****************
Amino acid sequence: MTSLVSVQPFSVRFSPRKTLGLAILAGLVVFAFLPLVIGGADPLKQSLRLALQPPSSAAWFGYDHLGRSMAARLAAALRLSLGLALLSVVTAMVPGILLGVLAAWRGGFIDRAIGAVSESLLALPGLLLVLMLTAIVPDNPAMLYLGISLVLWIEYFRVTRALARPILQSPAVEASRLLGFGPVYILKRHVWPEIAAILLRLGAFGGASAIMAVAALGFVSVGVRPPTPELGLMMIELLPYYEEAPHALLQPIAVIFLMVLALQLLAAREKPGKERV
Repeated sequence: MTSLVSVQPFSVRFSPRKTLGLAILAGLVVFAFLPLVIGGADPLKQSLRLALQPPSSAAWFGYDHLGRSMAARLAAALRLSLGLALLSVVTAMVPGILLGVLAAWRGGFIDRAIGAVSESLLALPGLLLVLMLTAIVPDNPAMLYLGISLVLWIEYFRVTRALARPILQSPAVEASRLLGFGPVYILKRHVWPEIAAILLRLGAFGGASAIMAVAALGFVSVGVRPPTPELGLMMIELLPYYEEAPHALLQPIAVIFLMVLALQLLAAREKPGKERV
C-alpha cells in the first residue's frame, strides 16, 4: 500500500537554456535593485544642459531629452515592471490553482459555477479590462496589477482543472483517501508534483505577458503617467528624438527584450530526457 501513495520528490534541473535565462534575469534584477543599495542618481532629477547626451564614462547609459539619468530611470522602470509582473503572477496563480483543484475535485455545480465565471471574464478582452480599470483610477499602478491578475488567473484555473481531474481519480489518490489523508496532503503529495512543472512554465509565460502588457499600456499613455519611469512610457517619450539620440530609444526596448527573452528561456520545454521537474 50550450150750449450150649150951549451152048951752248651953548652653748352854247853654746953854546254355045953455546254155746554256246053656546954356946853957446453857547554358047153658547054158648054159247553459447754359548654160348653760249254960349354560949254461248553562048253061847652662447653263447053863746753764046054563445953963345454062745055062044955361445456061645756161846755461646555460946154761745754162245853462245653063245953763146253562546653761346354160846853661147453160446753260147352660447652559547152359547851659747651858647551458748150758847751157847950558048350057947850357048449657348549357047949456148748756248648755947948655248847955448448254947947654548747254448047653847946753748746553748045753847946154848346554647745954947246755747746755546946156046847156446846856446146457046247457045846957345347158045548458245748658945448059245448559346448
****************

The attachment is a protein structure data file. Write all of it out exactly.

Amino acid sequence: MTSLVSVQPFSVRFSPRKTLGLAILAGLVVFAFLPLVIGGADPLKQSLRLALQPPSSAAWFGYDHLGRSMAARLAAALRLSLGLALLSVVTAMVPGILLGVLAAWRGGFIDRAIGAVSESLLALPGLLLVLMLTAIVPDNPAMLYLGISLVLWIEYFRVTRALARPILQSPAVEASRLLGFGPVYILKRHVWPEIAAILLRLGAFGGASAIMAVAALGFVSVGVRPPTPELGLMMIELLPYYEEAPHALLQPIAVIFLMVLALQLLAAREKPGKERV
Repeated sequence: MTSLVSVQPFSVRFSPRKTLGLAILAGLVVFAFLPLVIGGADPLKQSLRLALQPPSSAAWFGYDHLGRSMAARLAAALRLSLGLALLSVVTAMVPGILLGVLAAWRGGFIDRAIGAVSESLLALPGLLLVLMLTAIVPDNPAMLYLGISLVLWIEYFRVTRALARPILQSPAVEASRLLGFGPVYILKRHVWPEIAAILLRLGAFGGASAIMAVAALGFVSVGVRPPTPELGLMMIELLPYYEEAPHALLQPIAVIFLMVLALQLLAAREKPGKERV
C-alpha cells in the first residue's frame, strides 16, 4: 500500500537554456535593485544642459531629452515592471490553482459555477479590462496589477482543472483517501508534483505577458503617467528624438527584450530526457 501513495520528490534541473535565462534575469534584477543599495542618481532629477547626451564614462547609459539619468530611470522602470509582473503572477496563480483543484475535485455545480465565471471574464478582452480599470483610477499602478491578475488567473484555473481531474481519480489518490489523508496532503503529495512543472512554465509565460502588457499600456499613455519611469512610457517619450539620440530609444526596448527573452528561456520545454521537474 50550450150750449450150649150951549451152048951752248651953548652653748352854247853654746953854546254355045953455546254155746554256246053656546954356946853957446453857547554358047153658547054158648054159247553459447754359548654160348653760249254960349354560949254461248553562048253061847652662447653263447053863746753764046054563445953963345454062745055062044955361445456061645756161846755461646555460946154761745754162245853462245653063245953763146253562546653761346354160846853661147453160446753260147352660447652559547152359547851659747651858647551458748150758847751157847950558048350057947850357048449657348549357047949456148748756248648755947948655248847955448448254947947654548747254448047653847946753748746553748045753847946154848346554647745954947246755747746755546946156046847156446846856446146457046247457045846957345347158045548458245748658945448059245448559346448